Some violence prevention advocates may be puzzled by this reporter's discussion of the poor quality of Ring of Fire handguns. Why should such guns be seen as inferior to other handguns? If, for example, a poorly made firearm jams during a drive-by shooting, then fewer people may be shot - a good thing, from a violence prevention point of view. This information is presented, and presented from the firearms community's point of view, for two reasons. First, because by keeping production costs down, poor quality increases sales - cheap is volume, says Jim Waldorf. In turn, high sales volume is in part responsible for the leading role played by Ring of Fire handguns in firearms crime, a subject to be discussed later.

Second, the poor quality of these guns reduces their utility as a means of personal defense. The Ring of Fire manufacturers promote their guns mainly for their defensive use; certainly, with few exceptions, they have no sporting purposes. But an unreliable gun may bring nothing more to its owner than a false sense of security.

This point was made dramatically in a May 1994 installment of ABC television's Day One, The owner of a Colorado Springs gun shop, a woman, is firing one of these guns in a demonstration for ABC's correspondent when it jams. As she attempts to clear the gun, the correspondent begins a question: "If you were relying on this for self protection... " She responds, "Well, I Just got killed. " Later in the broadcast, a Colorado police officer added that he had investigated "countless" homicides and other crimes involving Ring of Fire handguns, but that he could not recall a single episode of their effective use for self-protection.

If these guns are in fact not suitable for protective use, what benefits do they bring to offset their frequent use in crime? In this balancing of risks and benefits, many argue that Ring of Fire handguns fail unequivocally. And in the 1990s this has become not a matter of political rhetoric or television anecdote, but of considered expert opinion and legal policy.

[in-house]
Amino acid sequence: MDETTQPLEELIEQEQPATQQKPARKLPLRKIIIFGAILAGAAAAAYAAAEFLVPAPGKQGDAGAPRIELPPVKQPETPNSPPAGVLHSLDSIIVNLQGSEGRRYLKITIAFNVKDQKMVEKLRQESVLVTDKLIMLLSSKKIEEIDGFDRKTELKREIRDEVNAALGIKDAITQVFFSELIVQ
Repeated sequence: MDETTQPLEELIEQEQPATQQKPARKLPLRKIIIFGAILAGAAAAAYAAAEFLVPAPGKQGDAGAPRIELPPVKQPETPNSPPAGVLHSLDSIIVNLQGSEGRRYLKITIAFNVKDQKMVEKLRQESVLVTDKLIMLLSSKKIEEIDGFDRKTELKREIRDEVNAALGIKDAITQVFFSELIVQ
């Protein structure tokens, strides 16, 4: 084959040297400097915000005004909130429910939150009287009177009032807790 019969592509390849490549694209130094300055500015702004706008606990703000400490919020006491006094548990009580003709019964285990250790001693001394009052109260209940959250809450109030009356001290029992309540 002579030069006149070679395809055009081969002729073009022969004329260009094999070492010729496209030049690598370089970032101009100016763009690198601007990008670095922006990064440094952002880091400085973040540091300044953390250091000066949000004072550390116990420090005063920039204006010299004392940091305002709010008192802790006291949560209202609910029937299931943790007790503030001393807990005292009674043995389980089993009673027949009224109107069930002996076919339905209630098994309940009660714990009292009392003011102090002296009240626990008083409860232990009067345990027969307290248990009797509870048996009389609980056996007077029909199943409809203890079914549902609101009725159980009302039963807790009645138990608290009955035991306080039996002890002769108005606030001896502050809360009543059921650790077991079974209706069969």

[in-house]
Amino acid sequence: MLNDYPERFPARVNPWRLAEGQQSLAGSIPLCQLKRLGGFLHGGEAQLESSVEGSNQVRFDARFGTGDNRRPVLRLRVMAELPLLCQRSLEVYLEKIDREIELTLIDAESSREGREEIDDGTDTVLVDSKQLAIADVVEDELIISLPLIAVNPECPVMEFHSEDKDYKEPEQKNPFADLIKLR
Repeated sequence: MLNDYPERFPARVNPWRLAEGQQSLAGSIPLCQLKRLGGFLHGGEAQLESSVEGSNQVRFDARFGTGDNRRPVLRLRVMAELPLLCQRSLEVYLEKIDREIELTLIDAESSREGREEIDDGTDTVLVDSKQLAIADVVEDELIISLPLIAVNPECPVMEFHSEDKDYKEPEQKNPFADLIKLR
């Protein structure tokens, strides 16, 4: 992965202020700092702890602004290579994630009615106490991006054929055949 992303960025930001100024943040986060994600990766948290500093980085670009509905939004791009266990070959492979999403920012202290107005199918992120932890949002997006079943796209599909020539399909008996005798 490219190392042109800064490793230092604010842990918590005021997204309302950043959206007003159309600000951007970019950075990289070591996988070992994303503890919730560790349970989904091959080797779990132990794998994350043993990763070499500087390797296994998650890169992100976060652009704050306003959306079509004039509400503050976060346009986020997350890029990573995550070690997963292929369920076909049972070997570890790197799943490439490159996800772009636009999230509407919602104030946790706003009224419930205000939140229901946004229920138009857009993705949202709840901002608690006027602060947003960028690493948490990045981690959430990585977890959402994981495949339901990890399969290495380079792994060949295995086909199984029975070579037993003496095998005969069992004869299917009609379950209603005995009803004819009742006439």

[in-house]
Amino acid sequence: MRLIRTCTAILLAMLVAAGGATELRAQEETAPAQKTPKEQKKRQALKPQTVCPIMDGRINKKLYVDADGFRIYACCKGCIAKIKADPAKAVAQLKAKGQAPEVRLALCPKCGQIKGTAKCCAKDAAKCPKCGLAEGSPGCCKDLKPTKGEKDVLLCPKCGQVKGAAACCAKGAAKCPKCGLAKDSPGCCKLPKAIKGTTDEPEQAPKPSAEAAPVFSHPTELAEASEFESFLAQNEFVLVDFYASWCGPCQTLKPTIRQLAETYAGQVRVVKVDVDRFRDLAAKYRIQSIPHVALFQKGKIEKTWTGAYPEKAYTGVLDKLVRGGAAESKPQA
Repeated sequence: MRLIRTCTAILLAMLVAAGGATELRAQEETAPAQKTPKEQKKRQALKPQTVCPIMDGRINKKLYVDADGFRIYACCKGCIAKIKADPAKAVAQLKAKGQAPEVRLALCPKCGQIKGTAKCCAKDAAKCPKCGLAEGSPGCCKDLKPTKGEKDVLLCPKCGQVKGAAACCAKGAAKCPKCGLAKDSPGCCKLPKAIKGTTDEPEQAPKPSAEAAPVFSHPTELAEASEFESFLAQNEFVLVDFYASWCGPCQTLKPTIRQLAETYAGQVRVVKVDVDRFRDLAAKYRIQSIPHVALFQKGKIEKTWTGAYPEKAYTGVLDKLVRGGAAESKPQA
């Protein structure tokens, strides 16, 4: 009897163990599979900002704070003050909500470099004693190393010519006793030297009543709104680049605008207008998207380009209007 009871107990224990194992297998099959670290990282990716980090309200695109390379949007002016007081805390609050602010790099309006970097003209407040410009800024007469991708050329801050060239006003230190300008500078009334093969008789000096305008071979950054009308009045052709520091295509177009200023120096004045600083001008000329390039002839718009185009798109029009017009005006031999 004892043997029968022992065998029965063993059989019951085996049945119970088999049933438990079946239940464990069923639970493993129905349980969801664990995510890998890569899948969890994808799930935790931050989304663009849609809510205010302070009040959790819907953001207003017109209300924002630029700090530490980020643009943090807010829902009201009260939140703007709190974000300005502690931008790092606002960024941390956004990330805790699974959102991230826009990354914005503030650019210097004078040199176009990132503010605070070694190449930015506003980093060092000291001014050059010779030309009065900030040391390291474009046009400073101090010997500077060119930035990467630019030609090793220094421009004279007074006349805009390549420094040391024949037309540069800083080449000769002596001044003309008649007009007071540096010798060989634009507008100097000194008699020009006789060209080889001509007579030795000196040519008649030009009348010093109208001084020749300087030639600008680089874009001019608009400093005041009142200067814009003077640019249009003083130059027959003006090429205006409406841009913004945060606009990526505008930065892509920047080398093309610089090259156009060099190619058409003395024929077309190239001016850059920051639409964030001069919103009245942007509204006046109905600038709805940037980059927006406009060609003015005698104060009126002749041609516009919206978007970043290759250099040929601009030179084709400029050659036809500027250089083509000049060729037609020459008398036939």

For example, the state of Maryland has established a Handgun Roster Board, charged with prohibiting the manufacture and sale of handguns judged not to be "useful for legitimate sporting, self-protection, or law enforcement purposes. The board is not made up of anti-gun activists; by law, its members include the superintendent of the state's Department of Public Safety and Correctional Services; representatives of the Association of Chiefs of Police and the Maryland State's Attorney's Association; a handgun dealer, gunsmith, or manufacturers' representative; a representative of the NRA or its state affiliate; a representative of Marylanders Against Handgun Abuse; and three at large citizen members.

A long list of Ring of Fire guns has specifically been disapproved by the Handgun Roster Board. A still larger number have not been evaluated by the Board because their manufacturers have not submitted the guns for testing. According to experts in Maryland, it is clear from the characteristics of these guns that most would not be approved if submitted. None of these guns can legally be sold in Maryland.

In fact, if current federal law treated all firearms equally, most Ring of Fire handguns would simply be outlawed. These guns, legally manufactured in the United States, could not legally be imported if they were produced elsewhere. They would fail the public-safety standards established by BATF for imported firearms under the guns must provisions of the Gun Control Act of 1968. But, as a result of a deliberately created legislative loophole, domestically manufactured handguns are not required to meet these standards.

The standards, known as factoring criteria, have eliminated the most easily concealable imported handguns. To be approved for importation, other handguns must also pass a battery of design and performance evaluations. (The details of the importation criteria will be presented later.)

In response to a request from the Violence Prevention Research Program, BATF has evaluated the Ring of Fire handguns to determine whether they meet the standards required of imports." Most Ring of Fire handguns are too small - to easily concealable - to meet the importation criteria. Others meet the size criterion but fall below other design or performance standards. The list of handguns that fail the importation criteria includes every gun made by Phoenix Arms and Sundance Industries, nearly every gun from Bryco Arms, Davis Industries, and Lorcin Engineering, and the most popular guns from AMT.